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Bonds of loyalty are put to the test when a hitman's son witnesses what his father does for a living.


From The Irish Times, September 26, 2002, by Michael Dwyer

SINS OF THE FATHERS

Violent and provocative, the gangster drama Road to Perdition brilliantly follows an innocent child - and guilty adult - on their journey to hell and back.

The axiom that blood is thicker than water flows like a torrent through the amoral landscape of Road to Perdition, an enthralling and superbly crafted drama set in early 1930s Chicago among an Irish-American community steeped in corruption.

Like the Corleone dynasty and their entourage, the great majority of the people who populate this picture take murder and extortion for granted, as a deeply ingrained way of life, even as they are conflicted by their own twisted moral codes and family ties.

An early scene sets the tone. Refreshingly discreet Irish musical motifs cue the holding of a wake at the mansion owned by the crime boss, John Rooney (Paul Newman), an ageing patriarch who appears sincere as he eulogises the dead man - even though Rooney himself ordered his execution.

When the victim's brother (Ciarán Hinds), emboldened by alcohol, dares to blurt out what everyone else in the room knows but dares not acknowledge, he is led from the house, and his fate is sealed.

Rooney's right-hand man is a dour hitman, Michael Sullivan (Tom Hanks), an orphan and protégé whom Rooney treats as a surrogate son, and whom he regards with much higher esteem than he does his biological son, the volatile, trigger-happy Connor (Daniel Craig).

Perdition is structured as a rites-of-passage story viewed through the innocent eyes of the 12-year-old Michael Sullivan Jr (Tyler Hoechlin), who himself is deeply troubled when he finally learns the exact nature of his father's occupation. The consequences follow the boy and his father on an eventful journey to the small Midwest town of Perdition. The title is, inevitably, ambiguous, as the film takes its characters on the road to eternal hell and damnation.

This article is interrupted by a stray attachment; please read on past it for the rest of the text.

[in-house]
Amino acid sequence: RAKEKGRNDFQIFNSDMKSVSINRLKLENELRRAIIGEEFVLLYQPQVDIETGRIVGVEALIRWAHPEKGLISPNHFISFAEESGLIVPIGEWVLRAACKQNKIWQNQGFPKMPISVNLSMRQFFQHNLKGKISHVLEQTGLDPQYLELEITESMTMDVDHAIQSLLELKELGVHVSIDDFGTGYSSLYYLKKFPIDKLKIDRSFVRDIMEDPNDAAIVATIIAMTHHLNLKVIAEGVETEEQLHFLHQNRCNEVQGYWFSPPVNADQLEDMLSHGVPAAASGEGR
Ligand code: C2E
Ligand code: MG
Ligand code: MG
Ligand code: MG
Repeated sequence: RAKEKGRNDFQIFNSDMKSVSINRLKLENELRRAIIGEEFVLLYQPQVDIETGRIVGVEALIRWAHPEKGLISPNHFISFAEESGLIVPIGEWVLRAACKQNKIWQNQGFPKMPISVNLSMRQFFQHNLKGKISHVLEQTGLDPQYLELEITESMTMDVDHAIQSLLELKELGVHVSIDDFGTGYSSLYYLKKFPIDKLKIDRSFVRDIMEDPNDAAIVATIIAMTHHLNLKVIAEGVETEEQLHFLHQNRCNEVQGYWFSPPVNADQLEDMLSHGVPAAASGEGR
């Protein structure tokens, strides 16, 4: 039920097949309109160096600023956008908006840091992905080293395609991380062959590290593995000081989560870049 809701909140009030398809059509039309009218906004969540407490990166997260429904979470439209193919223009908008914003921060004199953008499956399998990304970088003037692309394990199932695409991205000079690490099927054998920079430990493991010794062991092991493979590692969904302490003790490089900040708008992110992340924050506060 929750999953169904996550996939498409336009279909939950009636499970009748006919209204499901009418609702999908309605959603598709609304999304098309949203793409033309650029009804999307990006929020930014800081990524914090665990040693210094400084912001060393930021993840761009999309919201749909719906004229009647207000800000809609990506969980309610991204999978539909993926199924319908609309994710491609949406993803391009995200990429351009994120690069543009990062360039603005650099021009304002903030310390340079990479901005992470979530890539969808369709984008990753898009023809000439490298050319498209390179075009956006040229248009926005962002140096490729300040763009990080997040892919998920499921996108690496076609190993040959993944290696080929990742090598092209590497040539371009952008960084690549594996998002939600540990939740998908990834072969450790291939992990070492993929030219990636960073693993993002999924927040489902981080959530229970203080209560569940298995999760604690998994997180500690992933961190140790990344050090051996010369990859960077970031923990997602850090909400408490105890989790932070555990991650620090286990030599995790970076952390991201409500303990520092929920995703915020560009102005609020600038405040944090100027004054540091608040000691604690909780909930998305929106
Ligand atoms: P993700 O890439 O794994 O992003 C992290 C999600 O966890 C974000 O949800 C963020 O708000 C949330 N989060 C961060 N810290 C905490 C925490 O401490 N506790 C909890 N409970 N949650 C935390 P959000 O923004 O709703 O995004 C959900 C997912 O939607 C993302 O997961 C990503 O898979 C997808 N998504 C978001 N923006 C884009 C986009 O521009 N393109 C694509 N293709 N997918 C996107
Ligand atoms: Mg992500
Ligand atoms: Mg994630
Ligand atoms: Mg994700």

On just his second film as a director after his highly auspicious debut with American Beauty, Sam Mendes fashions a muscular and thoughtful moral drama from its roots in a relatively obscure 1998 graphic novel.

Collaborating once again with the gifted cinematographer Conrad L. Hall, Mendes frames this stylish and authentically designed drama in a series of precise and painterly compositions. The visual power of the film takes on a jaw-dropping poetry in its depictions of violence, even though these are mostly understated, taking place off-camera or abruptly revealed in the tilting of a mirrored door - or, in the film's virtuoso sequence, a rain swept blood-bath played silently apart from the music on the soundtrack.

The rich, brooding score by Thomas Newman contains several signature flourishes from this themes for American Beauty and Six Feet Under.

Mendes ought to have dispensed with the rather obvious framing sequence with which he bookends the movie, and with the generally superfluous intermittent voiceover by its young narrator.

These, however, are minor quibbles regarding a mature and measured reflection on the imperatives of the criminal life and the innate human thirst for vengeance. Of the many crime movies it recalls, its strongest resonances are from Arthur Penn's masterpiece, Bonnie an Clyde (1967).

Women are virtually peripheral to this saga, and Jennifer Jason Leight has little to do. There are, however, a quartet of vividly etched portrayals of male baseness. Hanks, his face lined with inner pain, takes his first role as a man capable of terrible crimes. Craig acutely catches the desperation and ruthlessness of Connor Rooney.

Jude Law plays a volatile mercenary shooter who takes professional pride in photographing his victims after he kills them.

And, in the film's towering performance, 77-year-old Newman is on sublime form as the gravel voiced, charming old rogue with the sinister ear and a fortune built on destroying the lives of others.

Character: Finn McGovern
Co-stars: Tom Hanks, Paul Newman
Director: Sam Mendes
Screenplay: David Self
Run-time: 117 mn
Release date: 12 July 2002 (USA)

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